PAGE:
On December 16th, 15 prisoners working in the kitchens at Central Prison, in Raleigh, sat down on the job in protest of the hours, lack of gain time, and working conditions. Prisoners in these kitchens are made to work ten hours a day, seven days a week. The strikers refused to go back to work until questions were answered regarding their hours and gain time. Instead of addressing their concerns, the head kitchen corrections officer told the men to, “get [their] sorry asses back to work,” and called in for backup. This is the same facility where a scandalous media report on conditions in the mental health ward forced Warden Branker into early retirement. (more…)
Tag Archive: Central Prison
On December 16th, 2011, sixteen prisoners who work in the kitchen at Central Prison in Raleigh sat down on their shift. The prisoners, who are forced to work seven days a week, ten hours a day, with no breaks, refused to continue to work until receiving answers to concerns regarding hours and gain time.
An administrator in charge of the kitchen refused to address their concerns and ordered the men to, “Get their sorry asses back to work.” After that, eight guards came in, threatening the use of force. Eight of the prisoners stood strong, and were immediately locked up. (more…)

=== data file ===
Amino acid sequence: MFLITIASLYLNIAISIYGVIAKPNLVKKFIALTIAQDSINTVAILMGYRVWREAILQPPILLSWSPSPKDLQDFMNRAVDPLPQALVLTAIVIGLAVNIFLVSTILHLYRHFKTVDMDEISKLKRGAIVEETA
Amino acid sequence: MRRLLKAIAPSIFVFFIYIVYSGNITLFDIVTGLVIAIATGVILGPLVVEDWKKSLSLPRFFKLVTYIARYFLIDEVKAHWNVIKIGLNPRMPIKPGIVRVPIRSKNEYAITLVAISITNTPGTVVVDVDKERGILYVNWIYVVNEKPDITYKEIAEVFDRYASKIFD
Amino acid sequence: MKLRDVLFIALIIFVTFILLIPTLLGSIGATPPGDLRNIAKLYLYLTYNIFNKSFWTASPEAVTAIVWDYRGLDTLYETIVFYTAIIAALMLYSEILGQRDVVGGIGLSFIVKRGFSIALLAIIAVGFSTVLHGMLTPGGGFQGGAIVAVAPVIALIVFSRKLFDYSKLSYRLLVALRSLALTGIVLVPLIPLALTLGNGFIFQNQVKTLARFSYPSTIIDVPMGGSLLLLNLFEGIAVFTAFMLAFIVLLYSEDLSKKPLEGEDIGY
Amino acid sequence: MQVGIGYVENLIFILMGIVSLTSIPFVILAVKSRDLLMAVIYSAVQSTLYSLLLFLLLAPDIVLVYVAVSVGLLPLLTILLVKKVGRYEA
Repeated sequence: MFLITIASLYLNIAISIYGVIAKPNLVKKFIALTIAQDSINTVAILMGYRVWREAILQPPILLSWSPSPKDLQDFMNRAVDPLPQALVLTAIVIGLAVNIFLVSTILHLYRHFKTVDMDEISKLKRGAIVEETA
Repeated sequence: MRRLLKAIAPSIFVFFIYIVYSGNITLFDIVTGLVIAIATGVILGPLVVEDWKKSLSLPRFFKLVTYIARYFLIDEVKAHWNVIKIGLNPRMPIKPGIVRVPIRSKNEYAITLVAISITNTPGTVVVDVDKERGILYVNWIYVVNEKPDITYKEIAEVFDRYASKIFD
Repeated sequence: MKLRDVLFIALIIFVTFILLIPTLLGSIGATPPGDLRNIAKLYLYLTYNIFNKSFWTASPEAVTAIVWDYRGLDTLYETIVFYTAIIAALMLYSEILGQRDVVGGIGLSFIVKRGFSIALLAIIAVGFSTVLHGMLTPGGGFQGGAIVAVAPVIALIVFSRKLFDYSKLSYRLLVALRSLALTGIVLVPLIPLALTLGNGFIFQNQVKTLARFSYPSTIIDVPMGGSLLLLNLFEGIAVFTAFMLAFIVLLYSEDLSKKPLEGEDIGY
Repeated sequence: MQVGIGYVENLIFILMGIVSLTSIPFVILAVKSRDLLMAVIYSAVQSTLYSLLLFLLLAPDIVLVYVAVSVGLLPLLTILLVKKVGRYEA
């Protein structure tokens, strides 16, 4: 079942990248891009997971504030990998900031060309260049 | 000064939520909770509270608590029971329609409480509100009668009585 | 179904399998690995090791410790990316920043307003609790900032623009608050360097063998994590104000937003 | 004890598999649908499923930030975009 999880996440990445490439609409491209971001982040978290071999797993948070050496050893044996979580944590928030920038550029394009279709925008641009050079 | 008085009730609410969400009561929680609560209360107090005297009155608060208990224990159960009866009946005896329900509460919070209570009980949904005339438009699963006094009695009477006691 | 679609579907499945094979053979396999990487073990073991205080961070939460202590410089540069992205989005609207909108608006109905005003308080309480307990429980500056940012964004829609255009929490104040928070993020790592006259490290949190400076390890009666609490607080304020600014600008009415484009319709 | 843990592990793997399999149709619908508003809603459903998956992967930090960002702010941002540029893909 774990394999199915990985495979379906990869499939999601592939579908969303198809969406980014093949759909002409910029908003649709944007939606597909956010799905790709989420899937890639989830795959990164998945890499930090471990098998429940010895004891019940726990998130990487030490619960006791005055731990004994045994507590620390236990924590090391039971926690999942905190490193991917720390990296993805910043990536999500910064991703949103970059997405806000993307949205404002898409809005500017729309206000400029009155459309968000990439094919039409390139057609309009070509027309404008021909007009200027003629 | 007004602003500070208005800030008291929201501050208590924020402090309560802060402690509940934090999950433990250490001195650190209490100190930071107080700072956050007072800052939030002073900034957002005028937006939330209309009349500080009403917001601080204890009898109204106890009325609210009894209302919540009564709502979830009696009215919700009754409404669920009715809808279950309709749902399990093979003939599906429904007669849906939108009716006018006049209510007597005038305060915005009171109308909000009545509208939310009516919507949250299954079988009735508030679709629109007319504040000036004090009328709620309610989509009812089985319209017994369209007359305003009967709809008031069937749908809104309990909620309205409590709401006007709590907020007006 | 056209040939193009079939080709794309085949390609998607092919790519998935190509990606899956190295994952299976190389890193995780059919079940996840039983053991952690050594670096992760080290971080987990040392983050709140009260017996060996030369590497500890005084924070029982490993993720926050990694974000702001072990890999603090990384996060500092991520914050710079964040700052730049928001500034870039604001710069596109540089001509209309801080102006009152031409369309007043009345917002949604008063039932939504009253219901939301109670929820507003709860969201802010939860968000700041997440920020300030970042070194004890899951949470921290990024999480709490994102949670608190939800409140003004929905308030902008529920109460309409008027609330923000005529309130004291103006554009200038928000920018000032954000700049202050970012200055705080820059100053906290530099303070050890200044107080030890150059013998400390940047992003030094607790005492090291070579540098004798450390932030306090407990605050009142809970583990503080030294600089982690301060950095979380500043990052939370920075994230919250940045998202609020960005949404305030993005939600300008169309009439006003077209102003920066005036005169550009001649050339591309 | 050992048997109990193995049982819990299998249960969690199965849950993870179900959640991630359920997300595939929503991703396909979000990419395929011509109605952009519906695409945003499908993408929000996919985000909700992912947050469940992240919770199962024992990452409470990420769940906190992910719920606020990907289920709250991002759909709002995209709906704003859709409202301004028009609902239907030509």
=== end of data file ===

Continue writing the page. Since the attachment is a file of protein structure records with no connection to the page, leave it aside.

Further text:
(from the News and Observer)
RALEIGH — About 30 protesters gathered Friday outside Central Prison to show support for the prisoners inside and to draw attention to a prison strike in Georgia.
Members of various Triangle activist groups, including the Chapel Hill Prison Books Collective and Raleigh F.I.S.T., banged drums and blew whistles in an effort to make enough noise that prisoners inside could hear them. They carried signs with messages that included “Support Georgia prison rebels” and “Free all prisoners, jail all cops.”
According to news reports, prisoners at several Georgia prisons this week used smuggled cell phones to coordinate nonviolent protests against their conditions. Prisoners refused to leave their cells or show up for work, with a lack of pay at the top of their list of complaints. In Georgia, prisoners are not paid for their work.
Editor’s note: This demonstration was one of many that have occurred all over the country outside of jails, prisons, and other state facilities.